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What every chronic pain sufferer needs to know

Posted 12/14/20

According to a new survey from Boston Scientific of people with chronic pain, nearly 60 percent in Arizona aren’t satisfied with their current treatment or therapies. Arizona resident Robert …

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What every chronic pain sufferer needs to know


According to a new survey from Boston Scientific of people with chronic pain, nearly 60 percent in Arizona aren’t satisfied with their current treatment or therapies. Arizona resident Robert Allsop can relate.

As a devoted stock car racer and crane operator, his pain in his back developed after a lifetime of physical activity, accidents, and wear and tear. Allsop tried multiple procedures, which didn’t provide relief, and he said he couldn’t function while taking prescription medications.

The pain in his back was so debilitating that he had to eventually stop working as he couldn't move far enough to see out of the crane. “Pain is debilitating not just physically, but mentally and emotionally because there’s no escaping it. When you’re in pain, it’s just difficult to function.”

According to the CDC, more than 50 million chronic pain sufferers nationwide are struggling with pain that lasts for six months or longer without finding relief.[1] One of the most common reasons that adults seek medical care, chronic pain has been linked to restrictions in mobility and daily activities, dependence on opioids, anxiety and depression, and reduced quality of life.1 Unfortunately, less than half of those surveyed in Arizona are aware of drug-free, minimally-invasive, interventional therapies helping patients such as Allsop return to activities they love and regain hope for their future.

Allsop sought help from a pain management specialist – a doctor specially trained to address acute and chronic pain. That’s when he learned about spinal cord stimulation (SCS).

SCS is an FDA-approved implanted medical device that interrupts pain signals from reaching the brain. Unlike some surgical procedures, it can be personalized to an individual’s needs and is reversible.

Patients undergo a trial period, allowing them to evaluate and adjust the pain relief delivered before deciding to receive a permanent implant. Initially, Allsop didn’t know much about this treatment, but after completing his trial and full implantation with the Boston Scientific Spectra WaveWriter SCS System, he champions it.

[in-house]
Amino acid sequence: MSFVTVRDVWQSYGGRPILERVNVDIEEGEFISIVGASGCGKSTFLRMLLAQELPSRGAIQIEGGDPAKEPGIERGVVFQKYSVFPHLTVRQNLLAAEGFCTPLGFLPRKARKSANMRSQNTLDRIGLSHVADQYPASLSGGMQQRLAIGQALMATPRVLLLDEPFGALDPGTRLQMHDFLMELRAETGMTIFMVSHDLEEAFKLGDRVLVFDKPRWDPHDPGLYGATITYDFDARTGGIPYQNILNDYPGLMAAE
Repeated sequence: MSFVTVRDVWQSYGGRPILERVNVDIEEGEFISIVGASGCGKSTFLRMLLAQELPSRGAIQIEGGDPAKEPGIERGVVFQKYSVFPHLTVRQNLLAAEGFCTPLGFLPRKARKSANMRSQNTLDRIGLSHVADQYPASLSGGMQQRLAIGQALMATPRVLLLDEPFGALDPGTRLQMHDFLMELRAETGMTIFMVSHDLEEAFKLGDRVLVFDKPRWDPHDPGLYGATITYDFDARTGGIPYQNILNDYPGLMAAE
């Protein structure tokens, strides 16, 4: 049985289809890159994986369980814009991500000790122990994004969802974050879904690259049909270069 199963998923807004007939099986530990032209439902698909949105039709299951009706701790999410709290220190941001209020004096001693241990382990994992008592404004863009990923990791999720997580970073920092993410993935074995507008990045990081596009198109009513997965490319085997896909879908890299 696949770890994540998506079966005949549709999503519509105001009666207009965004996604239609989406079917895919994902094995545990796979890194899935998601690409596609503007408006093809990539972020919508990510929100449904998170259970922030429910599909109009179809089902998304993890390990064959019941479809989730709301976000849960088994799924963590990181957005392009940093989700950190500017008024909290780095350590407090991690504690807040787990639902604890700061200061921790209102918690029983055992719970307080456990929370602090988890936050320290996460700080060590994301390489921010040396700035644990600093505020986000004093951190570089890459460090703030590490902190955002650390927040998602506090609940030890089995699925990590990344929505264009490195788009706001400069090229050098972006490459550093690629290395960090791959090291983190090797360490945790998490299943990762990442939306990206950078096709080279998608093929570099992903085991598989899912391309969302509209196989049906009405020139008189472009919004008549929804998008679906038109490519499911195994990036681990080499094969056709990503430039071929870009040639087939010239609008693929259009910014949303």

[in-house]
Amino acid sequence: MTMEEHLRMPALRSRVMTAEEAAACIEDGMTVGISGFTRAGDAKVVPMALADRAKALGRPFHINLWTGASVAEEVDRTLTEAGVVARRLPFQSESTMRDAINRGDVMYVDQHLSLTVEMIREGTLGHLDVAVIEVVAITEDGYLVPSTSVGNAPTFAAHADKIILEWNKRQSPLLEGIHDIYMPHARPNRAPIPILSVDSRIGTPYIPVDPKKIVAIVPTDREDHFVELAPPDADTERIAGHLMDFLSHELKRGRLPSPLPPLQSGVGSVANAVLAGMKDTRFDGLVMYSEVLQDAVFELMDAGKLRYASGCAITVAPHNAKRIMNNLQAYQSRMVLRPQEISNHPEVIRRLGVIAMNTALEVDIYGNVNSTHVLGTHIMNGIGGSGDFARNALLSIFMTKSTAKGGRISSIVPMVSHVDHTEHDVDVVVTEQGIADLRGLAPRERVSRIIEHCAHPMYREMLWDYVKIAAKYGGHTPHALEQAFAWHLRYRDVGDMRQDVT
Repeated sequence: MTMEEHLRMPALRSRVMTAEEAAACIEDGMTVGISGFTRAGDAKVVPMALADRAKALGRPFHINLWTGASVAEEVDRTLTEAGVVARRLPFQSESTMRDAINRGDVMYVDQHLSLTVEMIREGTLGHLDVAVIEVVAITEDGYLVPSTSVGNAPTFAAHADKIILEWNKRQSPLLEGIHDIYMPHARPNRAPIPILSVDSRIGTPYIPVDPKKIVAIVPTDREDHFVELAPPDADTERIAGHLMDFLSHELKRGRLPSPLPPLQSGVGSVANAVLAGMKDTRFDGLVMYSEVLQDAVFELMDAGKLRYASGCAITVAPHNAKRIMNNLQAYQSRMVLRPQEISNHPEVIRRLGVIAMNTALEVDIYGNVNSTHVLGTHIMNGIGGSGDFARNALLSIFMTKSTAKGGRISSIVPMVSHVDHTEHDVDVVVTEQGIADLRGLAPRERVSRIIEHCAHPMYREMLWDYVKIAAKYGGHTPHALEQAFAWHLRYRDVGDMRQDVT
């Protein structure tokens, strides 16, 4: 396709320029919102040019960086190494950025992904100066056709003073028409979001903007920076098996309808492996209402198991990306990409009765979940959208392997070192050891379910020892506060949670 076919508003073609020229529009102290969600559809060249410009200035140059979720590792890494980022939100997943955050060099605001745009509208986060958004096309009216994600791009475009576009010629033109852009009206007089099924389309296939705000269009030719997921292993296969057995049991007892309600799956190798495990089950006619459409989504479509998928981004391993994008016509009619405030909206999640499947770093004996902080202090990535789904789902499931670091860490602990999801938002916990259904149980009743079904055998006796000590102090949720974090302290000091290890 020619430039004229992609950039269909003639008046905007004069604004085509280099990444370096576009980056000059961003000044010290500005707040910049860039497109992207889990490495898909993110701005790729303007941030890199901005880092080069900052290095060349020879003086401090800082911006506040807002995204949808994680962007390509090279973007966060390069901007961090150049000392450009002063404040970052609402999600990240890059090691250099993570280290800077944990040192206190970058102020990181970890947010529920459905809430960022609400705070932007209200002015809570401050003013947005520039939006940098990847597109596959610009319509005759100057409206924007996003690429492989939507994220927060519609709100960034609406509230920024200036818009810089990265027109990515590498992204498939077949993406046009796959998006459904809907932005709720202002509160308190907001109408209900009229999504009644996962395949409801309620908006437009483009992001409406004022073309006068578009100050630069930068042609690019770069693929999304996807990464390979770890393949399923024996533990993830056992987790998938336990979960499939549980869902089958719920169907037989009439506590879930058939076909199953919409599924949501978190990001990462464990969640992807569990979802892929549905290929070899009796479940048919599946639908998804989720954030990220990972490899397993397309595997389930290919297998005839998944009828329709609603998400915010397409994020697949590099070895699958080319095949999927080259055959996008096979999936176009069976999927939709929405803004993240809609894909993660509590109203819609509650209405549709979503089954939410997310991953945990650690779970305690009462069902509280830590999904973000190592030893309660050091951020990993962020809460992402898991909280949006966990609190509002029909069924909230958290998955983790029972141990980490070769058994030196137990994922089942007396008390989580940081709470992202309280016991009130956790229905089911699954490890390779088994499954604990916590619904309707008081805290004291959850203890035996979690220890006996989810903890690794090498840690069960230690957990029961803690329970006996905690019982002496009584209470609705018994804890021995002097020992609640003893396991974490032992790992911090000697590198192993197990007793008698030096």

“Before SCS, my pain forced me to give up my active lifestyle, which was hard. Now there are very few limitations on what I can do,” says Allsop, who is back to racing, hiking, hunting and even taking his wife out to dance the two-step.

“The experience of chronic pain is complex and unique to every person. But pain management specialists have many tools in our arsenal that can provide adequate, lasting, personalized pain relief,” says Dr. Kirk Bowden, a pain specialist at the Valley Pain Consultants in Arizona.

The new survey found that 90 percent of chronic pain sufferers in Arizona would try an FDA-approved, drug-free alternative to help manage chronic pain, but less than half have ever seen a pain specialist.

Dr. Bowden notes that for patients with chronic pain in the lower back, legs and feet, SCS offers a personalized experience that can treat multiple pain areas simultaneously. For those suffering from moderate lumbar spinal stenosis, interspinous spacers may relieve pain and discomfort in the lower back, legs, groin and buttocks. Alternatively, radiofrequency ablation delivers a small current to interrupt pain signals at the source.

To find a local pain management specialist and learn more about chronic pain, visit, an educational site from Boston Scientific. You can also take a pain assessment quiz and connect with other patients.

Life with chronic pain can be all-encompassing. However, experts say that non-drug therapies are providing tangible relief to patients. Individual results may vary.

[1] Prevalence of Chronic Pain and High-Impact Chronic Pain Among Adults — United States, 2016. Morbidity and Mortality Weekly Report. U.S. Centers for Disease Control and Prevention. Weekly / September 14, 2018 / 67(36);1001–1006,adults%20with%20public%20health%20insurance. Last accessed on 8/16/2020